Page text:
A planner with time labels breaks your day down into chunks, and you assign tasks to each chunk of time. For example, you can make a note of your class schedule with assignments, block out time to study, and make sure you know when you need to be at practice. Once you know which tasks take priority, you can add them to any empty spaces in your day. 

Planning out how you spend your time not only helps you use it wisely, it can help you feel less overwhelmed, too . We’re big fans of planners that include a task list ( like this one ) or have room for notes ( like this one ). 

#3: Set Reminders on Your Phone 

If you need a little extra nudge to make sure you’re getting your homework done on time, it’s a good idea to set some reminders on your phone. You don’t need a fancy app, either. You can use your alarm app to have it go off at specific times throughout the day to remind you to do your homework. This works especially well if you have a set homework time scheduled. So if you’ve decided you’re doing homework at 6:00 pm, you can set an alarm to remind you to bust out your books and get to work. 

If you use your phone as your planner, you may have the option to add alerts, emails, or notifications to scheduled events . Many calendar apps, including the one that comes with your phone, have built-in reminders that you can customize to meet your needs. So if you block off time to do your homework from 4:30 to 6:00 pm, you can set a reminder that will pop up on your phone when it’s time to get started. 


This dog isn't judging your lack of motivation...but your teacher might. Keep reading for tips to help you motivate yourself to do your homework.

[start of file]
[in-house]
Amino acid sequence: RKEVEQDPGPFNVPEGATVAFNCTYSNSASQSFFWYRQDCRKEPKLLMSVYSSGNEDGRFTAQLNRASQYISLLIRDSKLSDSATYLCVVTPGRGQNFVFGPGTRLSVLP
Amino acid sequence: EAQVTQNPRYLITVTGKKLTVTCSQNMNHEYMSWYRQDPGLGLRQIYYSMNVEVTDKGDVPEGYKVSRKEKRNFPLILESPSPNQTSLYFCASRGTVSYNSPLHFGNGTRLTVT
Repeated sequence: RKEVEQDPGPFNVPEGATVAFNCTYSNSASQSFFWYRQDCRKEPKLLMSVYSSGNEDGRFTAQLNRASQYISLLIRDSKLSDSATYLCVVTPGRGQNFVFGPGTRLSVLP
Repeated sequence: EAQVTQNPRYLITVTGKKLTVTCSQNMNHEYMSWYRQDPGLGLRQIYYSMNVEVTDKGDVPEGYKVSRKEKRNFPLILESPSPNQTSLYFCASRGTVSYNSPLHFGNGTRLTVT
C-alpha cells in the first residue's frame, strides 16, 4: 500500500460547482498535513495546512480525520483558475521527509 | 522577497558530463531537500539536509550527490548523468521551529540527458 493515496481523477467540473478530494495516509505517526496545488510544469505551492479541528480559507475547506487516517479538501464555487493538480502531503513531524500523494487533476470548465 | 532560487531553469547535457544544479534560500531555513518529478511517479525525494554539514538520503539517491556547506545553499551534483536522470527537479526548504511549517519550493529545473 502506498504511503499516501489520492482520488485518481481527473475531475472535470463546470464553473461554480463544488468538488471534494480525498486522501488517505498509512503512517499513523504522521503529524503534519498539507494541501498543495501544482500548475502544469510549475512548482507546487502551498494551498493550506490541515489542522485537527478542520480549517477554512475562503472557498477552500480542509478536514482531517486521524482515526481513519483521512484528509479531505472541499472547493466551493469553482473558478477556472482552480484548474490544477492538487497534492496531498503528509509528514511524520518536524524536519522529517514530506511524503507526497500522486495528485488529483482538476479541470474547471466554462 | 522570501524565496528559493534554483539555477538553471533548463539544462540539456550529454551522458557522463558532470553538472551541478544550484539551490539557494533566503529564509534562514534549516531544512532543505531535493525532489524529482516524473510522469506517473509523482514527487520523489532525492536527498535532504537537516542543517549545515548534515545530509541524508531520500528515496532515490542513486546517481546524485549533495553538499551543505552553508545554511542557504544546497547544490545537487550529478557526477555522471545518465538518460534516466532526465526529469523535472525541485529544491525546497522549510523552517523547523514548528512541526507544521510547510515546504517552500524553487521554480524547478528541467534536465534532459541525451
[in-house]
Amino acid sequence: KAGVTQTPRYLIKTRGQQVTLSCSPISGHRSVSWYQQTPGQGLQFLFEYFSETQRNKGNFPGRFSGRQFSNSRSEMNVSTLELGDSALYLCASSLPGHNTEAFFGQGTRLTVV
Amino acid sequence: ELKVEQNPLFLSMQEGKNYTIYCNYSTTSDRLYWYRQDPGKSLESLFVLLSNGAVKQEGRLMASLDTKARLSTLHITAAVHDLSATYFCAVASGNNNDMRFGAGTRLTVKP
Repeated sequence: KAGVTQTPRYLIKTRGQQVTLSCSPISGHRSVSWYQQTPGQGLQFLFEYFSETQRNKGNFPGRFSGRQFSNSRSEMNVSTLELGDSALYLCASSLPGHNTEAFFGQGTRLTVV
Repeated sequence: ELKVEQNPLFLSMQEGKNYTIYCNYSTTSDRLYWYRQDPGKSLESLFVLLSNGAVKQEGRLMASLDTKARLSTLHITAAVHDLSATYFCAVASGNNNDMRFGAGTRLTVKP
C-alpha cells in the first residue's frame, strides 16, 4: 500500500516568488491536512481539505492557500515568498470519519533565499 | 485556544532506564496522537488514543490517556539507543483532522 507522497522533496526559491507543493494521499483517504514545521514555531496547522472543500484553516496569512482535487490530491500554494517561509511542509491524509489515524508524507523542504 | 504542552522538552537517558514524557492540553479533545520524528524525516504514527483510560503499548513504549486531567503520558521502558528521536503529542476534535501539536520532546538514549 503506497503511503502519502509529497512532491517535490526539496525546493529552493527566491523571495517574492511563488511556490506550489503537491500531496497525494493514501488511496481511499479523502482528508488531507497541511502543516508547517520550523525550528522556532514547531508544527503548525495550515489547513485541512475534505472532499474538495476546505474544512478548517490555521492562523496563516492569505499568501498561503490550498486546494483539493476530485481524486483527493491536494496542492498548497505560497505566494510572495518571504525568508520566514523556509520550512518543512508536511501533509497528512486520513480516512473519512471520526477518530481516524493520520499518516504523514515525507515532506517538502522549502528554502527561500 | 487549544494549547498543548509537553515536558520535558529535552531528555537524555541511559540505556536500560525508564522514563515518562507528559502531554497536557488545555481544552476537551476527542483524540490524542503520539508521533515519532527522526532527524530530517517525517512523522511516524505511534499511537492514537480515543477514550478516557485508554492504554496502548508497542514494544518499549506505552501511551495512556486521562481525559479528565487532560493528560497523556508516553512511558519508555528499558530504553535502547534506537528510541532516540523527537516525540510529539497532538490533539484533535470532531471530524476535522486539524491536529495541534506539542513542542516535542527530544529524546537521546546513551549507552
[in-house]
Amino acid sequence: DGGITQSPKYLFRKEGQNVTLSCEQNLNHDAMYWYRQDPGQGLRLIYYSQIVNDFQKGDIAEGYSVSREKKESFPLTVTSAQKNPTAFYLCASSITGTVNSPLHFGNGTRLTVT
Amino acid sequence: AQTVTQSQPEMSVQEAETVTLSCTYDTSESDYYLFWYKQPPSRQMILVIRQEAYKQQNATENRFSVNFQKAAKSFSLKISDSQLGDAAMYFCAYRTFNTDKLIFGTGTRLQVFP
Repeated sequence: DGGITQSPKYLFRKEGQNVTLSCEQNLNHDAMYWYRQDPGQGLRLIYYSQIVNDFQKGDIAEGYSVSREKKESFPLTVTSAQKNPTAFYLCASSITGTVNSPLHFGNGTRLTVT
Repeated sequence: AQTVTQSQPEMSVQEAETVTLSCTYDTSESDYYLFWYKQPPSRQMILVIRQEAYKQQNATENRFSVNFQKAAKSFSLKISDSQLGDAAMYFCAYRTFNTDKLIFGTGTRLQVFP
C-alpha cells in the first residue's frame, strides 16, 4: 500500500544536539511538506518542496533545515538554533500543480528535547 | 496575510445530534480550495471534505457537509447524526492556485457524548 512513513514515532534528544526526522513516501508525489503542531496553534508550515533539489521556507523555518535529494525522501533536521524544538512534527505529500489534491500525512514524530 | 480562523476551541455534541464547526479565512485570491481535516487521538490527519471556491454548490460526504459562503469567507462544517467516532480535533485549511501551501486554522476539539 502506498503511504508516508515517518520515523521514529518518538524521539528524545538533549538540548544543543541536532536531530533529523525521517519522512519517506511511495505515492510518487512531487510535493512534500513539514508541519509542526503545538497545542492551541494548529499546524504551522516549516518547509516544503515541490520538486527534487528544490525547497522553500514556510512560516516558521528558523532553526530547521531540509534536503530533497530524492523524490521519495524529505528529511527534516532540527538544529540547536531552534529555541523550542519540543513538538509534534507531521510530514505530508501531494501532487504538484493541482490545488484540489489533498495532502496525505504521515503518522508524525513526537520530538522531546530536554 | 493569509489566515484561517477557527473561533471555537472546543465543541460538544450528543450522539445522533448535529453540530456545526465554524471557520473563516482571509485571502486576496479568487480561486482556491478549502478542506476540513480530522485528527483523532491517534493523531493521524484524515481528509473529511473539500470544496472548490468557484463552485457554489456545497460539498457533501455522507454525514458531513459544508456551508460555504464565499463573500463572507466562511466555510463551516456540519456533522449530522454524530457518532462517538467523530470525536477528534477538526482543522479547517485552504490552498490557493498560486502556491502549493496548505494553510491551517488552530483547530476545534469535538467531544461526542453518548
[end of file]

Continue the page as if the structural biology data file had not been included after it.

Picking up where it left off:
How to Do Homework When You’re Unmotivated 

At first glance, it may seem like procrastination and being unmotivated are the same thing. After all, both of these issues usually result in you putting off your homework until the very last minute. 

But there’s one key difference: many procrastinators are working, they’re just prioritizing work differently. They know they’re going to start their homework...they’re just going to do it later. 

Conversely, people who are unmotivated to do homework just can’t find the willpower to tackle their assignments. Procrastinators know they’ll at least attempt the homework at the last minute, whereas people who are unmotivated struggle with convincing themselves to do it at a ll. For procrastinators, the stress comes from the inevitable time crunch. For unmotivated people, the stress comes from trying to convince themselves to do something they don’t want to do in the first place. 

Here are some common reasons students are unmotivated in doing homework : 

  • Assignments are too easy, too hard, or seemingly pointless 
  • Students aren’t interested in (or passionate about) the subject matter
  • Students are intimidated by the work and/or feels like they don’t understand the assignment 
  • Homework isn’t fun, and students would rather spend their time on things that they enjoy